Sudden changes at the information ministry spark speculation that the army generals want to have more say in how to counter the coronavirus challenge.
The fragile relationship between Pakistan’s civilian rulers and its military leadership has come under the spotlight once again as Prime Minister Imran Khan made changes in his cabinet amid growing worries over the spread of the coronavirus pandemic.
In an unexpected move, Khan removed his information advisor Firdous Ashiq Awan, who was not one to shy away from a fight on television talk shows.
Shibli Faraz, her replacement, is son of a famous Urdu poet and counted among the old guard of the ruling Pakistan Tehreek e Insaf. But he’s a little known politician who has been pushed to the forefront of a fight to defend the government that is facing difficulties in containing the Covid-19 cases.
Officially, the changes are being touted as a routine affair. But the appointment of Asim Bajwa, a retired military officer, as the second-in-command at the information ministry, has raised eyebrows.
“It's the latest indication of the Pakistan military, directly and indirectly, scaling up its role in policy,” Michael Kugelman, a South Asia analyst at the Wilson Center tweeted.
Retired Lt. Gen. Asim Bajwa, a former Pakistani military spokesman, has been appointed as the new special advisor to the prime minister for information and broadcasting. It's the latest indication of the #Pakistan military, directly and indirectly, scaling up its role in policy.— Michael Kugelman (@MichaelKugelman) April 27, 2020
Bajwa, until a few years back, headed the powerful military’s information wing, the Inter Services Public Relations and is credited for boosting the image of the army chief at the time, Raheel Sharif.
For more than half its existence, Pakistan, which gained independence from British rule in 1947, has been ruled by the military. After winning the elections in 2018, Khan has kept a close working relationship with the military, appointing serving officers to key posts such as the CEO of the Pakistan International Airlines (PIA).
Those ties have come at a cost for Khan as the opposition routinely challenges his legitimacy, calling him a “selected” leader and accuses him of grabbing power through military backing. Yet, no one has come out with any concrete evidence of election rigging.
Some members of the government see Awan’s removal as the right move.
“The Media and communication strategy was in doldrums for a while now and the overall media strategy was not on the right track,” Fawad Chaudhry, a federal minister, who himself was removed as the information minister by Khan, told The Express Tribune.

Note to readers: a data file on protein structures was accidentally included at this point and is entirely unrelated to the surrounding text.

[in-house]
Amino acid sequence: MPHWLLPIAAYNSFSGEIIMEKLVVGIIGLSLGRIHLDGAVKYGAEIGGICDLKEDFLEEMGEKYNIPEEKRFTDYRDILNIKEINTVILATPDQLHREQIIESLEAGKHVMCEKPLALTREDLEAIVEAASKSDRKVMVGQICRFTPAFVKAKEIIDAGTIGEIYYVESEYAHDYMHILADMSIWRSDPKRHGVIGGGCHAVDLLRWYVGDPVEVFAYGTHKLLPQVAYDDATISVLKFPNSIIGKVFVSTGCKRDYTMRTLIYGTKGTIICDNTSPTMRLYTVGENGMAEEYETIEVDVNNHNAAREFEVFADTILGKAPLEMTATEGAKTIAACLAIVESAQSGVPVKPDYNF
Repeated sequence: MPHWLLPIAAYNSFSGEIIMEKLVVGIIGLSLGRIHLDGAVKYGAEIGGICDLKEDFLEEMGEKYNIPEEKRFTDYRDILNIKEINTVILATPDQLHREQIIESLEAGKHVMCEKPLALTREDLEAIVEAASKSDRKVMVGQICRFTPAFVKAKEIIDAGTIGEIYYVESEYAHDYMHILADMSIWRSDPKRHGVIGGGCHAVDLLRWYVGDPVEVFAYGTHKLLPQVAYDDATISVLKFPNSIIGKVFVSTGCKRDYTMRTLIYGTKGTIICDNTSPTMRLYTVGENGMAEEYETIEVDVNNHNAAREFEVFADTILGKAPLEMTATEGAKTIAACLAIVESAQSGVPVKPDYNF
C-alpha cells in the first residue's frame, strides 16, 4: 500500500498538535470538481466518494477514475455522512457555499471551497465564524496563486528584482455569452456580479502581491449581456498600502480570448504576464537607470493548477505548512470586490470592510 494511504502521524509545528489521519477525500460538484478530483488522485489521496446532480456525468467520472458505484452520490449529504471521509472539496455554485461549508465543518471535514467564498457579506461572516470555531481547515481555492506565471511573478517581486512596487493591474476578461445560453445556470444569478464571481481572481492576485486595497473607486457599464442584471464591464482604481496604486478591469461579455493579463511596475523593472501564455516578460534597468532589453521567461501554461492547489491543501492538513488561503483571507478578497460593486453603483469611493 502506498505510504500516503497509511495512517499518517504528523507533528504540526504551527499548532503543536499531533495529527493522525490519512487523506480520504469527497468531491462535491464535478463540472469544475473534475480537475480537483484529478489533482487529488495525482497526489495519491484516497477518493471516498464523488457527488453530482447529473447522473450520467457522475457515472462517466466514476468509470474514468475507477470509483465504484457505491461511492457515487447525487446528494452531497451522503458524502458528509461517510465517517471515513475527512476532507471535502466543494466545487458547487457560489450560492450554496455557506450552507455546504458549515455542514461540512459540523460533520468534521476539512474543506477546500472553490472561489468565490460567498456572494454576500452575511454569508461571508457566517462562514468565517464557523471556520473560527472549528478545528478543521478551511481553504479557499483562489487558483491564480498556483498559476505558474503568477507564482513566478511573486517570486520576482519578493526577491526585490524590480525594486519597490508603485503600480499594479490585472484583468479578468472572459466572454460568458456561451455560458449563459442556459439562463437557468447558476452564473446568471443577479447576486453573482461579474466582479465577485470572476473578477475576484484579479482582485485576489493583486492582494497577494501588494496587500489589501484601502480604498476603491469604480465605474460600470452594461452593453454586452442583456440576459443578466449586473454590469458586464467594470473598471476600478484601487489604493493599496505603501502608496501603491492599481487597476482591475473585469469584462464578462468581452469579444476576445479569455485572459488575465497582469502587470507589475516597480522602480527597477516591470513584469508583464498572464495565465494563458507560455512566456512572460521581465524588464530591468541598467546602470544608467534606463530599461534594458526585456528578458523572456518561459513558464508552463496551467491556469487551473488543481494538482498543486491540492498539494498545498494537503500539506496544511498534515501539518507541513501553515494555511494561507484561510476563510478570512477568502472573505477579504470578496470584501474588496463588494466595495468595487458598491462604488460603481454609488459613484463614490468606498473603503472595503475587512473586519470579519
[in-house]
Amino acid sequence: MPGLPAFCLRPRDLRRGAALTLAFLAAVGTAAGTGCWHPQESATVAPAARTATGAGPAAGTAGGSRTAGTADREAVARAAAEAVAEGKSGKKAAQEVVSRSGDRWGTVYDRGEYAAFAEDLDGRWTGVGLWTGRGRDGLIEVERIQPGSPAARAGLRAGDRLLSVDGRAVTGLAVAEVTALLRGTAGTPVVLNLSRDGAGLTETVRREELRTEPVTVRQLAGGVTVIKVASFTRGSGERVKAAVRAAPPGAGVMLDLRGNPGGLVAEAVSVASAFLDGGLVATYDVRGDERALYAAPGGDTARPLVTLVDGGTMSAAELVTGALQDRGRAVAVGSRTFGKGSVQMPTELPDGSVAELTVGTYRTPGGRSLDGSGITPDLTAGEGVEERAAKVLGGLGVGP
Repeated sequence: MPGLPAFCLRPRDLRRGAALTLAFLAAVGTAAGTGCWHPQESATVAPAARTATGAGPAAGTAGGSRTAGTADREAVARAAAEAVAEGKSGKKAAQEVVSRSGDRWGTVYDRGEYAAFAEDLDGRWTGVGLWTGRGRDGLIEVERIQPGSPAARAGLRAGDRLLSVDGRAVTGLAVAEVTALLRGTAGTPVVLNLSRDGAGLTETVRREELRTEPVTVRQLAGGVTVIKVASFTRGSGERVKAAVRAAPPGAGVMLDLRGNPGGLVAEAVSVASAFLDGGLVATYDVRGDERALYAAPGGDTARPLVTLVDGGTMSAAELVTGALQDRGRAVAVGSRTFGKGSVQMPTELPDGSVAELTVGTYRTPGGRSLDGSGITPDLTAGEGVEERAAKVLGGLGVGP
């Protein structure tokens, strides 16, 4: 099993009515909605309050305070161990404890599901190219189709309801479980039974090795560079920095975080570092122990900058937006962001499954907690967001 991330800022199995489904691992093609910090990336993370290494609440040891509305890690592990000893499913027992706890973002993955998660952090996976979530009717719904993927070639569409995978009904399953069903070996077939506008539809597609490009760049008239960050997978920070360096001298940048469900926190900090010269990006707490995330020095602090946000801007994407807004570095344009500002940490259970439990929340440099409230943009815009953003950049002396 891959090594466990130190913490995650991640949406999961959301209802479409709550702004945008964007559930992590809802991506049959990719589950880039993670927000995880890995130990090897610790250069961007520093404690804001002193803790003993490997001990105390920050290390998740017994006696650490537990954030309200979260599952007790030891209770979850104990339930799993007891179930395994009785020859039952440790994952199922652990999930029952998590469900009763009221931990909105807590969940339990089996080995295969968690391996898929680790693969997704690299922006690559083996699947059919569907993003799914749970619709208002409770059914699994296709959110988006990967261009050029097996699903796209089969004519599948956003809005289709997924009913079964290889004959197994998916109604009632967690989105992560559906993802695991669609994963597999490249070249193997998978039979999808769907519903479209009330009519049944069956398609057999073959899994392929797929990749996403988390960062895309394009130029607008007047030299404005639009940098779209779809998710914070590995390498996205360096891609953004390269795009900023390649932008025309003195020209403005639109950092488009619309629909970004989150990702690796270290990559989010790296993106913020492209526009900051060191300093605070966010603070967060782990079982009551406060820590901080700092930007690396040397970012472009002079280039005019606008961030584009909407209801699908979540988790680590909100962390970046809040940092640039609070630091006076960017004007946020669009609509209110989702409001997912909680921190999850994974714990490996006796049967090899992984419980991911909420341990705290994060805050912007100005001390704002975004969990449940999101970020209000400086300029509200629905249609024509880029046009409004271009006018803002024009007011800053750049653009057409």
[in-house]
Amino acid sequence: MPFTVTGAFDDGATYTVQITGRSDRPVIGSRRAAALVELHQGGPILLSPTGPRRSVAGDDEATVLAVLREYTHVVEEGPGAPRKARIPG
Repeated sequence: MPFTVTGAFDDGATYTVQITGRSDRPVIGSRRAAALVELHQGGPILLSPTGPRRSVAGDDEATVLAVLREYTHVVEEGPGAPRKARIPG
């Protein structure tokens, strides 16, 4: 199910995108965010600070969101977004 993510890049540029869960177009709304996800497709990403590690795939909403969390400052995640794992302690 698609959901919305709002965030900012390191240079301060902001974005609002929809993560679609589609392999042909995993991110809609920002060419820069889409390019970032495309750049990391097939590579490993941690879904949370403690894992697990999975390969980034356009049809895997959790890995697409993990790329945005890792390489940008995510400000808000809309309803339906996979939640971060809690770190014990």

Awan’s removal was quickly followed by reports that she was facing corruption allegations. Almost all such reports were based on unnamed sources and had a common language.
The government’s response in handling the coronavirus outbreak could have driven a wedge between its relationship with the military, according to The Financial Times.
As of April 28, Pakistan had recorded over 14,000 confirmed cases with 312 deaths. Yet, these relatively low numbers could be the result of a poor rate of testing as the World Health Organisation (WHO) chief has warned the numbers of known cases could jump to 200,000 by mid-July if effective containment measures are not put in place.
"Without effective interventions there could be an estimated 200K+ cases by mid-July. The impacts on the economy could be devastating, doubling the number of people living in poverty.— World Health Organization (WHO) (@WHO) April 23, 2020
We must act in solidarity, with a coherent, coordinated approach"-@DrTedros #COVID19
Khan faced criticism when on March 22 he announced steps to fight the pandemic but refused to enforce strict lockdown like neighbouring India to control the movement of people.
Since then, the government has stood on the sidelines and watched religious clerics go ahead with their unilateral decision to keep the mosques open and hold special Ramadan prayers.
Like much of the world, Pakistan’s economy is expected to contract this year. The cash-strapped country has limited resources to spend on health as most of the state budget is spent on paying off debt and military expenses.
A narrow export base, which relies mostly on selling shirts and jeans to customers in Europe and America where shopping malls are shut, is also expected to take a hit. Thousands of factory workers have already been laid off, industry people say.